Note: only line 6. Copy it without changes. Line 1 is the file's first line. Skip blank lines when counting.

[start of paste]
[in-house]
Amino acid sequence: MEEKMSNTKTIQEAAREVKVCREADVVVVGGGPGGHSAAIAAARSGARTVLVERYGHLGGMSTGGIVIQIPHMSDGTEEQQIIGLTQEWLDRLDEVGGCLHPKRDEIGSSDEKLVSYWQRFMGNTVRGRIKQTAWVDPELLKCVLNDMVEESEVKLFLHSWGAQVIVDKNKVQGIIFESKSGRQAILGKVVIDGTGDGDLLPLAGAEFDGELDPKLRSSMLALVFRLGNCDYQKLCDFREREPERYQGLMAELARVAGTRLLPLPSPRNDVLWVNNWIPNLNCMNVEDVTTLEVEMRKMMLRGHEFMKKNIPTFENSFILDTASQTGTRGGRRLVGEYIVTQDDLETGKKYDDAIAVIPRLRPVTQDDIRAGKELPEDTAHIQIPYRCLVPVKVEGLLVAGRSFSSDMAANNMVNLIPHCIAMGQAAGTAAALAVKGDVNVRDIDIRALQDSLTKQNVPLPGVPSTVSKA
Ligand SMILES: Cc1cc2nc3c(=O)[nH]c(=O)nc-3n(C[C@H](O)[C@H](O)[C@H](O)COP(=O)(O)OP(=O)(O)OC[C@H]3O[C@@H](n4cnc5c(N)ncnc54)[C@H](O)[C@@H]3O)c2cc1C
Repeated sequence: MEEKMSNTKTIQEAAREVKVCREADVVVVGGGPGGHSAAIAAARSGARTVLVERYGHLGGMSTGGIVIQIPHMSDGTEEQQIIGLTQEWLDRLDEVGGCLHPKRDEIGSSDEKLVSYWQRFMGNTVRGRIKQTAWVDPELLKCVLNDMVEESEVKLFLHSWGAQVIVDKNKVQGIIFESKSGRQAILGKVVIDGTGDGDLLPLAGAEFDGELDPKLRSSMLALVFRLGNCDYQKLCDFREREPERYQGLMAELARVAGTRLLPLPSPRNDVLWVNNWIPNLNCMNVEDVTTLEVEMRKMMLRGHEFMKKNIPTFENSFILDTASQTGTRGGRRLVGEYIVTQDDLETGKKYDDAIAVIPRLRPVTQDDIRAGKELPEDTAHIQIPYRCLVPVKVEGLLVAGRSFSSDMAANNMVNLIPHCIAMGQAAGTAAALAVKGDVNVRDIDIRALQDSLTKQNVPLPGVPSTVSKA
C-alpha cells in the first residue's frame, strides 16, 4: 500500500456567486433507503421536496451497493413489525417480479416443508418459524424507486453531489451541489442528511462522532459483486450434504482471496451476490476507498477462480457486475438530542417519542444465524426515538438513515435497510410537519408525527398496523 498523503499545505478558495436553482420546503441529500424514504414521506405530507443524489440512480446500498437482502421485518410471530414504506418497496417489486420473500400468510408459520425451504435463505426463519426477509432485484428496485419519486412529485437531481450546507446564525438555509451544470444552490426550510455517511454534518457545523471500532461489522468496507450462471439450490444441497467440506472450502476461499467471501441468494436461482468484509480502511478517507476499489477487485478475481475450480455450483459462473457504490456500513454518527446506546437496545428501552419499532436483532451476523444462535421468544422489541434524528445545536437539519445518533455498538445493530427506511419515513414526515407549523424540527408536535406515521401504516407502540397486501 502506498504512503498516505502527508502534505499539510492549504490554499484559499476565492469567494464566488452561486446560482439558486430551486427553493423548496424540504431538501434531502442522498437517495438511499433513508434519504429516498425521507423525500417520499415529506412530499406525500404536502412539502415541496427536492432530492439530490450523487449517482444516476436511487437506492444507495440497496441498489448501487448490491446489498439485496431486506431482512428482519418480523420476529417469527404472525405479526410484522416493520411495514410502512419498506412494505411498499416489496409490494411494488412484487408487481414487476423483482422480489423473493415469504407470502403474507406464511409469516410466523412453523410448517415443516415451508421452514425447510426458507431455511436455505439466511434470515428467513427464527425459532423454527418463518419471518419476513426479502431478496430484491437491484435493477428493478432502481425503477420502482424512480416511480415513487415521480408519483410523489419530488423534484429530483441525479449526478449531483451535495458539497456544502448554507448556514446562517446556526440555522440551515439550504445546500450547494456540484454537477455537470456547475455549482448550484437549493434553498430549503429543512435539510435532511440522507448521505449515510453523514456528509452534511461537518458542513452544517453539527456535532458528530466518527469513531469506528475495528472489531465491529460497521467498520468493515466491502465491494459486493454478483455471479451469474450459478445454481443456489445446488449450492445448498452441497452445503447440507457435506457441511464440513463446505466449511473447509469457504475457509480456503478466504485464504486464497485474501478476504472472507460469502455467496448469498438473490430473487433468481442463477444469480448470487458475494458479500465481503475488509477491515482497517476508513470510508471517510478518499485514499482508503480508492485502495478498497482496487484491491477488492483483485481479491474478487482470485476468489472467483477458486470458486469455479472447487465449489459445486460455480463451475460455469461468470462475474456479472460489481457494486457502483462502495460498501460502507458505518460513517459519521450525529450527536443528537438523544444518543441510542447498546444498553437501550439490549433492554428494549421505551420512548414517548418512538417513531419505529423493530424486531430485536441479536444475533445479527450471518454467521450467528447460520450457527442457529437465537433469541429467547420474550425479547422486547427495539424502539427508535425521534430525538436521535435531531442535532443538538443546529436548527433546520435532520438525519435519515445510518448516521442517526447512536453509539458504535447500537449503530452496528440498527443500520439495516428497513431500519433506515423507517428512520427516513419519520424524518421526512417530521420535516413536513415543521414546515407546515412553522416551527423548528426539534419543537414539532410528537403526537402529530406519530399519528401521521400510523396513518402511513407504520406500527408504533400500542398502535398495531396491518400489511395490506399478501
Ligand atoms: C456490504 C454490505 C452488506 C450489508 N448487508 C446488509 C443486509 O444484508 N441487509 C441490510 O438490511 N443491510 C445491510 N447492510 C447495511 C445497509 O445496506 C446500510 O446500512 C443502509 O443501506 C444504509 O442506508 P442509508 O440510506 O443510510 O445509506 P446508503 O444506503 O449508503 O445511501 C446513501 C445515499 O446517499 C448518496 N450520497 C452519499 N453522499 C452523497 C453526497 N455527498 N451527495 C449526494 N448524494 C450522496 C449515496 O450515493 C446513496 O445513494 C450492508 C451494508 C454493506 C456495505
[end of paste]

Ligand atoms: C456490504 C454490505 C452488506 C450489508 N448487508 C446488509 C443486509 O444484508 N441487509 C441490510 O438490511 N443491510 C445491510 N447492510 C447495511 C445497509 O445496506 C446500510 O446500512 C443502509 O443501506 C444504509 O442506508 P442509508 O440510506 O443510510 O445509506 P446508503 O444506503 O449508503 O445511501 C446513501 C445515499 O446517499 C448518496 N450520497 C452519499 N453522499 C452523497 C453526497 N455527498 N451527495 C449526494 N448524494 C450522496 C449515496 O450515493 C446513496 O445513494 C450492508 C451494508 C454493506 C456495505